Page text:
Not all fonts translate well to fabric so make sure that the letters are thick enough to hold up on fabric, like this
or this
This next one is too fine and would be a huge challenge to cut out of fabric. It would be great to trace in pen or paint, but would not work for fabric on fabric.
With a little interpretation, this one could be really cute...
Can you tell I have Valentine's Day on the brain? Plenty of love for all, even fonts.

Once the font is selected and the size is chosen, it's time to put it on fabric.

To do this, you need two-sided fusible webbing. There are many different brands out there, some good, some not so good. Your local quilt shop can help you make a good choice. In my experience, whatever product you use to learn this technique, it is the one that becomes a favorite. My favorite product is Steam-A-Seam 2. It comes in two weights, and while both work just fine for this application, I prefer the Light version. It comes in packages and by the yard from a roll.

Because the fusible goes on the back of the fabric, the letters must be traced in reverse. To do that, turn the printed page of letters over and use a sharpie to trace the letters. This makes them easier to see when they are traced onto the fusible web. I only traced around one of the letter Os because I can reuse the first one as I'm tracing.

Next, decide which side of the fusible web to write on. To do this, pull apart a corner of your fusible. One paper will pull away clean and one will pull away with sticky stuff on it. Don't pull the paper all the way off yet. This is just a way to figure out which side to write on. Write on the paper that has the sticky stuff.

Now, trace your letters. I use a mechanical pencil for this. The lead is fine and it's easy to correct any mistakes. The letters can be traced close together. They don't have to be spaced as they will be on your project.

Once everything is traced, pull the papers apart. The blank page should pull away clean and can be thrown away. Place the sticky part on the wrong side of your fabric and press it according to the manufacturers instructions for your product.

Since this is a two layered font, I also need to trace, fuse, and cut out hearts.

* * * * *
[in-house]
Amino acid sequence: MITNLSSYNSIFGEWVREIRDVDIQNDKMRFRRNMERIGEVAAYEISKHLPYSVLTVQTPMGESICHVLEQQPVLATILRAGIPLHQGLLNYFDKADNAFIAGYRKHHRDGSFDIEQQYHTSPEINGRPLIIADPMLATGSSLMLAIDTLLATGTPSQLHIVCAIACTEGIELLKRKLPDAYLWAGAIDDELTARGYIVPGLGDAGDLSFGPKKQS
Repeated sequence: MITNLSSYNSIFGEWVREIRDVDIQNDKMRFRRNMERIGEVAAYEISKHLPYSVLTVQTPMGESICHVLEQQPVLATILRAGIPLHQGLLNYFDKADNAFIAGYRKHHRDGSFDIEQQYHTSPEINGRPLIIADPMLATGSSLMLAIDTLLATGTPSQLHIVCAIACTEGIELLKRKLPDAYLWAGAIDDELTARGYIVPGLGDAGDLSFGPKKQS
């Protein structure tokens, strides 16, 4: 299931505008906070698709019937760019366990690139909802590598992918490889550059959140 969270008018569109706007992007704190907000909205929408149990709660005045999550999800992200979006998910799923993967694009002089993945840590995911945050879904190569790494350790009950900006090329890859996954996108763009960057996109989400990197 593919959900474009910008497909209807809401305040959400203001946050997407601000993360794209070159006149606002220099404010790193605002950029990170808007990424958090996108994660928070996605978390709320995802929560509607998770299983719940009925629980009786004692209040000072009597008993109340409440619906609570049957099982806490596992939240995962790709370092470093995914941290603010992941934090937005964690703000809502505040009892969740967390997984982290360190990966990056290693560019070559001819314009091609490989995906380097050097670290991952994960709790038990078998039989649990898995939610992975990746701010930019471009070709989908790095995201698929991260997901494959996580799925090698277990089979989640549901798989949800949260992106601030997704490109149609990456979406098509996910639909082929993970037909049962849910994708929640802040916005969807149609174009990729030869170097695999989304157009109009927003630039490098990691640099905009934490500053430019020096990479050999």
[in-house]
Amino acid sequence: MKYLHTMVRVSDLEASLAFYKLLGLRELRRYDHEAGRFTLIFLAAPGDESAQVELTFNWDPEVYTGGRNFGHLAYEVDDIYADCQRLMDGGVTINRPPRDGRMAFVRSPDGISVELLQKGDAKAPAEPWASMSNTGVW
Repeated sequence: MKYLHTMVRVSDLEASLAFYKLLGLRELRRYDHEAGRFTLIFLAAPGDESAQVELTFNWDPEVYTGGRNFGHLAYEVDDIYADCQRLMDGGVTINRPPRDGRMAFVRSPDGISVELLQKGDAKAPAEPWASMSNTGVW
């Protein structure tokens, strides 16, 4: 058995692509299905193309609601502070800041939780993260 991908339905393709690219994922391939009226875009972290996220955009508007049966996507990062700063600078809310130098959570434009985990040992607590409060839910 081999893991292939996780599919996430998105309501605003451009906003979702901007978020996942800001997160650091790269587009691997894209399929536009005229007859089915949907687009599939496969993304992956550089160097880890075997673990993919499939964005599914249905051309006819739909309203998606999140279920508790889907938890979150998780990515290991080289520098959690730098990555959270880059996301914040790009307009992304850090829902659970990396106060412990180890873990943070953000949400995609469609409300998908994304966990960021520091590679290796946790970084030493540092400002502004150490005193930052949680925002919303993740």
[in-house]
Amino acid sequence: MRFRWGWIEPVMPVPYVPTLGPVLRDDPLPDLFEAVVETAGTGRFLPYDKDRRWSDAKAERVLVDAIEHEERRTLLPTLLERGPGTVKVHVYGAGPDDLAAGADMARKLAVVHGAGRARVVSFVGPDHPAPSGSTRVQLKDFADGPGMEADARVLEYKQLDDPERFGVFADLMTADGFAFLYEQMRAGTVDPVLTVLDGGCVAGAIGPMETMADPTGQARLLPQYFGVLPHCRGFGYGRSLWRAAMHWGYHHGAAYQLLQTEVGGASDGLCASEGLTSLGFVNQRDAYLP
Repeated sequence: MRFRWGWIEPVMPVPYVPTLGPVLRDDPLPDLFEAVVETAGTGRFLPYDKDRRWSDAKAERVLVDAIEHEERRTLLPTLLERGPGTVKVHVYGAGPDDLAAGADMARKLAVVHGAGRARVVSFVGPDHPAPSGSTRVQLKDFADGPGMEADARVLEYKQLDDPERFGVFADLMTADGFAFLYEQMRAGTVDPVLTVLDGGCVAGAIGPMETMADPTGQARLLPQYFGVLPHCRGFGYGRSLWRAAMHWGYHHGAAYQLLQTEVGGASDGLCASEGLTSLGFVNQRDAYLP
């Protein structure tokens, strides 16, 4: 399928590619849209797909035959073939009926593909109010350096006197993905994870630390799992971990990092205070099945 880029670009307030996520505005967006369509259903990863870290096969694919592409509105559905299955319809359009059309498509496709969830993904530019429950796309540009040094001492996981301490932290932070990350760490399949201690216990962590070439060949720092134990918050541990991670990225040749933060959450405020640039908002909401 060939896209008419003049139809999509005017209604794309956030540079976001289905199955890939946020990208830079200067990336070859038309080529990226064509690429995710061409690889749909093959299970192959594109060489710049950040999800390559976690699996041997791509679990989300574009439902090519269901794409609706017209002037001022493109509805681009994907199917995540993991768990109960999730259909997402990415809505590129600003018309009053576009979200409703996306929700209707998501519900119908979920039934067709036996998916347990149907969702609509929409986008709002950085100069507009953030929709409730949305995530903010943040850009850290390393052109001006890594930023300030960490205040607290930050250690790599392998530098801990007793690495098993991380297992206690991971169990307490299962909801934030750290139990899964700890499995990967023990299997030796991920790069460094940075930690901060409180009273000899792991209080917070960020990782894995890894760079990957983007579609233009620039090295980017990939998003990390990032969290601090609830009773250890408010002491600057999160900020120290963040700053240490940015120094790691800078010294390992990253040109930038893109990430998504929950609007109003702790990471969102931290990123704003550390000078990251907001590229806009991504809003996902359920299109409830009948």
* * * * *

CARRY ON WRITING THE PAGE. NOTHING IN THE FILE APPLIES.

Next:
Before committing to ironing everything down on your project, it's a good idea to do a dry run. In this example I left the paper on the back of each piece, but if I had lots of little pieces, I would pull the paper off and position it on the background. It isn't going to permanently stick until it is ironed.

Once it all looks good, press it down, again following the instructions that come with your fusible product.

At this point, there are several options for finishing. Some of that decision depends on how the finished product will be used. Here are some choices:
  • Stitch around all the edges using a zig-zag, blanket, or other decorative stitch. This choice will keep your raw edges from getting ragged, especially if the project will be washed regularly
  • Straight stitch just inside the raw edge of each fused piece. This option will hold everything in place for projects that will be washed but may result in the edges getting a little ragged over time. Sometimes that is the desired result.
  • Let the quilting serve as the stitches to anchor the pieces. If the pieces are going to be quilted over anyway, this can be enough to secure the letters
  • Do not add any stitching. This works for projects that are decorative and won't be handled or washed.

This project is going to become a decorative pillow in my studio so no additional stitching will be added to the fused pieces. Of course, the two-sided fusible web can be used for anything you want to raw edge applique on a project. Just keep in mind...if your project needs to say something, put a letter on it!